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Lost Rivers: Tracking down the urban world’s many buried streams

2.5 out of 4 stars

Written by
Caroline Bâcle
Directed by
Caroline Bâcle

Blame it on "the Great Stink" of London in the hot summer of 1858 – the Thames and its tributaries were running with human waste, which prompted an overhaul of the sewer system that put most of the natural water system underground. Similarly, in cities around the world, rapid industrial growth led to water systems being covered, paved over so that storm water and sewage became unhealthily merged.

Lost Rivers, Montreal director Catherine Bâcle's informative, if literally and figuratively all-over-the-map, documentary, traces some of the "daylighting" projects to bring natural water systems back to the surface, both for their aesthetic appeal and for the health of the cities around them.

There are some success stories. In Yonkers, N.Y., the Saw Mill River, formerly used for industry and then capped 90 years ago, saw daylight again in 2011, creating an attractive, tourist-friendly new city centre. In Seoul, the 8.4-kilometre Cheonggyecheon Stream – or at least an 8.4-km simulacrum of it – was finished in 2005 in the city core. In spite of conflict with local merchants during construction, the project has succeeded to easing downtown traffic and creating a symbolic link to the city's history. In one scene in the film, a young man proposes to his girlfriend by the waterway, while their image appears on a giant screen nearby.

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Not every city venture has been as successful. In Toronto, architects Kim Storey and James Brown proposed, in the 1990s, that the now-underground Garrison Creek – which flows down through the city from St. Clair Avenue West and exits into Toronto Harbour near historic Fort York – should be allowed to surface in holding ponds in parks during rainy periods. Instead, Torontonians continue with a combined waste and storm-sewer system that causes sewage overflows more than 50 times a year, periodically making the city's Lake Ontario beaches unsafe for swimming.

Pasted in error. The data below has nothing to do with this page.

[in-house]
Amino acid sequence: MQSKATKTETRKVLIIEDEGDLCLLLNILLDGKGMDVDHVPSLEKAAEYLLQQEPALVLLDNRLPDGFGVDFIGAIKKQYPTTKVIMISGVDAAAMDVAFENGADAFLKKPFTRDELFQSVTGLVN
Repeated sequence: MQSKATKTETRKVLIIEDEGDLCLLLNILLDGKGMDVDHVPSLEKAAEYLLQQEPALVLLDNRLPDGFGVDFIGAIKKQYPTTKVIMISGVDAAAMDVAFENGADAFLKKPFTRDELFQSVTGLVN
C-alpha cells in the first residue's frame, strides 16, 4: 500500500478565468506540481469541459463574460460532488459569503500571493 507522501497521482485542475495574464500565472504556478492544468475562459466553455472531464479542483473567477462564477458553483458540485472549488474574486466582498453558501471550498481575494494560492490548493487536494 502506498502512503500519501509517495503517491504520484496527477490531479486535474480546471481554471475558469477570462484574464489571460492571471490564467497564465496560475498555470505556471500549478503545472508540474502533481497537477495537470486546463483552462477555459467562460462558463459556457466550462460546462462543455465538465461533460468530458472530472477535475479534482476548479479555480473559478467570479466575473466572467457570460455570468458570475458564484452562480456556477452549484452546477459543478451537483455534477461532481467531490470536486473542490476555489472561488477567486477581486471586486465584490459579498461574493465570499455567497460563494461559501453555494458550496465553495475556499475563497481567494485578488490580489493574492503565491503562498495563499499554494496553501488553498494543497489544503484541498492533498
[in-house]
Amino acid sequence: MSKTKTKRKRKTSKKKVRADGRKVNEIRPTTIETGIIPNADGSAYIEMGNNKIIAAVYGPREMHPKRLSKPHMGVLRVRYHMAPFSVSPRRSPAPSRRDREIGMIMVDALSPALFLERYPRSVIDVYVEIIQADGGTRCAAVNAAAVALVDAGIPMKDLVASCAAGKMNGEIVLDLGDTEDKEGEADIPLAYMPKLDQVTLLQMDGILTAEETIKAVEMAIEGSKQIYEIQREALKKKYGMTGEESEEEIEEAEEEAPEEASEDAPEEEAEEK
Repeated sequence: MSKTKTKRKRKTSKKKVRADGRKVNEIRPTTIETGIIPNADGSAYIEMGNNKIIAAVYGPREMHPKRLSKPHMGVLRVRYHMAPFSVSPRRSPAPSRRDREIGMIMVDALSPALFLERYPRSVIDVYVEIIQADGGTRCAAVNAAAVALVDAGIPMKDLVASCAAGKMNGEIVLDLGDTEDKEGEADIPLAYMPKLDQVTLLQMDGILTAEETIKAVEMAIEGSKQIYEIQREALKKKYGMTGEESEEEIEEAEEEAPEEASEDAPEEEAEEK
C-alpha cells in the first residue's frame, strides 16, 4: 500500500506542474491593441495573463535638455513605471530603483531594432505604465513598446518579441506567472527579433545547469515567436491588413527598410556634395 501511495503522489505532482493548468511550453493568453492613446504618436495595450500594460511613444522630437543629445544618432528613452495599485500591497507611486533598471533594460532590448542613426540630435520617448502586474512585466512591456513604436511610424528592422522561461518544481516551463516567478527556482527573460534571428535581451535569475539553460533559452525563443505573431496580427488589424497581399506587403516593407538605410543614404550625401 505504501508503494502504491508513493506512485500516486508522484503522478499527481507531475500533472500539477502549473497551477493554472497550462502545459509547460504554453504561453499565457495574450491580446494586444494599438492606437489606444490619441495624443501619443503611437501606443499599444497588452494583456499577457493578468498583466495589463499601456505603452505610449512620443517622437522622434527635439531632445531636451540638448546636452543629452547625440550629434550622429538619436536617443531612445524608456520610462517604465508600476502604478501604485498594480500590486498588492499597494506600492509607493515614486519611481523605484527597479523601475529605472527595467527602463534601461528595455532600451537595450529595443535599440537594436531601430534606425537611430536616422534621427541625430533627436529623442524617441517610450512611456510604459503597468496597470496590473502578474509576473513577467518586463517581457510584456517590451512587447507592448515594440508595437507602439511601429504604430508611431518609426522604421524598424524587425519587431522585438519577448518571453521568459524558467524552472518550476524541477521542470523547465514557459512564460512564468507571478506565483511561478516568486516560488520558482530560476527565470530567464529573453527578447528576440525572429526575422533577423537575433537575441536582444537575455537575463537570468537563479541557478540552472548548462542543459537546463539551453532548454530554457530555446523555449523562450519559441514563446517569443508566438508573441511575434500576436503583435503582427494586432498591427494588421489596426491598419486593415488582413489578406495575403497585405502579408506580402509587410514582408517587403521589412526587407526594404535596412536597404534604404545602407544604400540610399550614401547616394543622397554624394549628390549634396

There's a gadfly quality to the film, in its seemingly arbitrary choice of cities and its soft, enviro-bliss approach to the tough subject of water engineering, though some of the digressions do pay off: One tributary to the main narrative involves the work of outlaw "drainers" or underground adventurers, who explore these underground systems. In Brescia, Italy, members of one such formerly radical group have become official subterranean tour guides and historians, helping bring awareness not only to the rivers, but to the medieval and Roman towns that once thrived beneath the modern streets.

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About the Author
Film critic

Liam Lacey is a film critic for The Globe and Mail. More


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